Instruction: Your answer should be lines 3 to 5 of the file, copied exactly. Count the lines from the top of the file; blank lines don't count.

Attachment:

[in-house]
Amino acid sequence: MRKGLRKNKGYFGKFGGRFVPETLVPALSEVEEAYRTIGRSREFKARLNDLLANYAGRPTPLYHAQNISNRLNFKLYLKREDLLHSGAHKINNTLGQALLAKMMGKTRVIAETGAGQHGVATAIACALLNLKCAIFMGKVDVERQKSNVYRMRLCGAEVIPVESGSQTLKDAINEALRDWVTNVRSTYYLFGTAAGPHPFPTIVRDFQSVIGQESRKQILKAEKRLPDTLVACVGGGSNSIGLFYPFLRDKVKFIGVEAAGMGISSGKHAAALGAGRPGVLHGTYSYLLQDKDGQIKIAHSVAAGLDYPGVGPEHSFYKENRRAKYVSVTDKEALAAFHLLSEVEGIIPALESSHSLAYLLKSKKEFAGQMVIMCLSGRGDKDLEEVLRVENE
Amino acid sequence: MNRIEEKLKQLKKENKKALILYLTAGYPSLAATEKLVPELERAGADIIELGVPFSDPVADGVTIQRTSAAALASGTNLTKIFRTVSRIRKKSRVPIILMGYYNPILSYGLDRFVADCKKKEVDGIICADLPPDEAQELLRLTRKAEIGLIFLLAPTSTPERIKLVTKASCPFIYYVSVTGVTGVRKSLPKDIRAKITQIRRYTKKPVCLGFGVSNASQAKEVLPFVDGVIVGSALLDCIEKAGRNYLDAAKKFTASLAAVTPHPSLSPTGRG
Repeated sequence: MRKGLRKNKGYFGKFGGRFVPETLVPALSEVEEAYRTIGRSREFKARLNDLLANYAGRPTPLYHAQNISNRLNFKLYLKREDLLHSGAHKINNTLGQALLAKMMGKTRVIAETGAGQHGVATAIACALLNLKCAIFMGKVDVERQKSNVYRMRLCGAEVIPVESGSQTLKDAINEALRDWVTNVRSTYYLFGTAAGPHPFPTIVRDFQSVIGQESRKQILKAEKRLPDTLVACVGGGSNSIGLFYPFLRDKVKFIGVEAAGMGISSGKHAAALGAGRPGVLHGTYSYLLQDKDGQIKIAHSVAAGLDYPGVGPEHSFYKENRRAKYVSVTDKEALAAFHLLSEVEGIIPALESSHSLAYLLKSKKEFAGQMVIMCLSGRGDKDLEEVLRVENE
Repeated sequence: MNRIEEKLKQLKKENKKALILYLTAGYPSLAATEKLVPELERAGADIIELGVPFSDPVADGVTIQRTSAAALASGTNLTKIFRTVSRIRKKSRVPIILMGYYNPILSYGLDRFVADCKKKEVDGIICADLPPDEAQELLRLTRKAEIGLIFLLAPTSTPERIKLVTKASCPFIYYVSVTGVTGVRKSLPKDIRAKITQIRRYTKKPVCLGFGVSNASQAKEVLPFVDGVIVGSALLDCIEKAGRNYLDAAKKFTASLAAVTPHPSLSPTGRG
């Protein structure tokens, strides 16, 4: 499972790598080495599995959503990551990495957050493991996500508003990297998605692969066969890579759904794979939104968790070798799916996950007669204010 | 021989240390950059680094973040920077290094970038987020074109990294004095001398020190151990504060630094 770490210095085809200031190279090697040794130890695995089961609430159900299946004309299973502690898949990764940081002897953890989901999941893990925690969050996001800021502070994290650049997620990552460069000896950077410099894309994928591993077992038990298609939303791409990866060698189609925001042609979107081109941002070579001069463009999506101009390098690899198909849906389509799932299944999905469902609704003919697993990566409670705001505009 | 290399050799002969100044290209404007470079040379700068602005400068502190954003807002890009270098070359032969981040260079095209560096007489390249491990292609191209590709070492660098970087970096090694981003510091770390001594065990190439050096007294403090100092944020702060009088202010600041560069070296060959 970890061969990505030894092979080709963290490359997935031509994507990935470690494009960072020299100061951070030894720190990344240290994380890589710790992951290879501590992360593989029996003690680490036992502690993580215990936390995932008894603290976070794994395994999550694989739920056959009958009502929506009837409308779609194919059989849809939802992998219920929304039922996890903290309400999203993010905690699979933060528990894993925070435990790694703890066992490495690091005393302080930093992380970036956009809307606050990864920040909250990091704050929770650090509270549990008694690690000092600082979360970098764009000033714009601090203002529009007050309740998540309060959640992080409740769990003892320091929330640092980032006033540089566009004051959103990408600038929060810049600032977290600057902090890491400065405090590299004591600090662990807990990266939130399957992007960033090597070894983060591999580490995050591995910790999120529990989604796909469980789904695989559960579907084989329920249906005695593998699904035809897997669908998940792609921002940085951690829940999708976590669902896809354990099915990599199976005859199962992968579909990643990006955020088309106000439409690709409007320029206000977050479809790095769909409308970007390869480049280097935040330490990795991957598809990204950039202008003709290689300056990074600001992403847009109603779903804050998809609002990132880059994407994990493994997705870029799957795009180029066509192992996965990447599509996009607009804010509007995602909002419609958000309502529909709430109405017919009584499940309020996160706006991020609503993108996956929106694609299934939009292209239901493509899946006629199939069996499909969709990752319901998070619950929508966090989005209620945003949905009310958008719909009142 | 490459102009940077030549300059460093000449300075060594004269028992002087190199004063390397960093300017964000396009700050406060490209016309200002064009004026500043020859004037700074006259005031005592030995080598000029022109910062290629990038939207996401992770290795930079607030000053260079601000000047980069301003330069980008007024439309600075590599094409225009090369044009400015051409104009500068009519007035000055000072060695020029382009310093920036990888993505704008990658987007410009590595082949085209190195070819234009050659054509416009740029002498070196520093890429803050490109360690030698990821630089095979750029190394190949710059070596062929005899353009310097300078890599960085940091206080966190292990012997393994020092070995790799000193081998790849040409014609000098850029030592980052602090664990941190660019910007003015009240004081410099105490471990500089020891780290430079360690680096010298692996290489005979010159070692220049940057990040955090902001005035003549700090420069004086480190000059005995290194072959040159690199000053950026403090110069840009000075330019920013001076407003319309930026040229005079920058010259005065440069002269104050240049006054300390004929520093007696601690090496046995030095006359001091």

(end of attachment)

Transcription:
Amino acid sequence: MNRIEEKLKQLKKENKKALILYLTAGYPSLAATEKLVPELERAGADIIELGVPFSDPVADGVTIQRTSAAALASGTNLTKIFRTVSRIRKKSRVPIILMGYYNPILSYGLDRFVADCKKKEVDGIICADLPPDEAQELLRLTRKAEIGLIFLLAPTSTPERIKLVTKASCPFIYYVSVTGVTGVRKSLPKDIRAKITQIRRYTKKPVCLGFGVSNASQAKEVLPFVDGVIVGSALLDCIEKAGRNYLDAAKKFTASLAAVTPHPSLSPTGRG
Repeated sequence: MRKGLRKNKGYFGKFGGRFVPETLVPALSEVEEAYRTIGRSREFKARLNDLLANYAGRPTPLYHAQNISNRLNFKLYLKREDLLHSGAHKINNTLGQALLAKMMGKTRVIAETGAGQHGVATAIACALLNLKCAIFMGKVDVERQKSNVYRMRLCGAEVIPVESGSQTLKDAINEALRDWVTNVRSTYYLFGTAAGPHPFPTIVRDFQSVIGQESRKQILKAEKRLPDTLVACVGGGSNSIGLFYPFLRDKVKFIGVEAAGMGISSGKHAAALGAGRPGVLHGTYSYLLQDKDGQIKIAHSVAAGLDYPGVGPEHSFYKENRRAKYVSVTDKEALAAFHLLSEVEGIIPALESSHSLAYLLKSKKEFAGQMVIMCLSGRGDKDLEEVLRVENE
Repeated sequence: MNRIEEKLKQLKKENKKALILYLTAGYPSLAATEKLVPELERAGADIIELGVPFSDPVADGVTIQRTSAAALASGTNLTKIFRTVSRIRKKSRVPIILMGYYNPILSYGLDRFVADCKKKEVDGIICADLPPDEAQELLRLTRKAEIGLIFLLAPTSTPERIKLVTKASCPFIYYVSVTGVTGVRKSLPKDIRAKITQIRRYTKKPVCLGFGVSNASQAKEVLPFVDGVIVGSALLDCIEKAGRNYLDAAKKFTASLAAVTPHPSLSPTGRG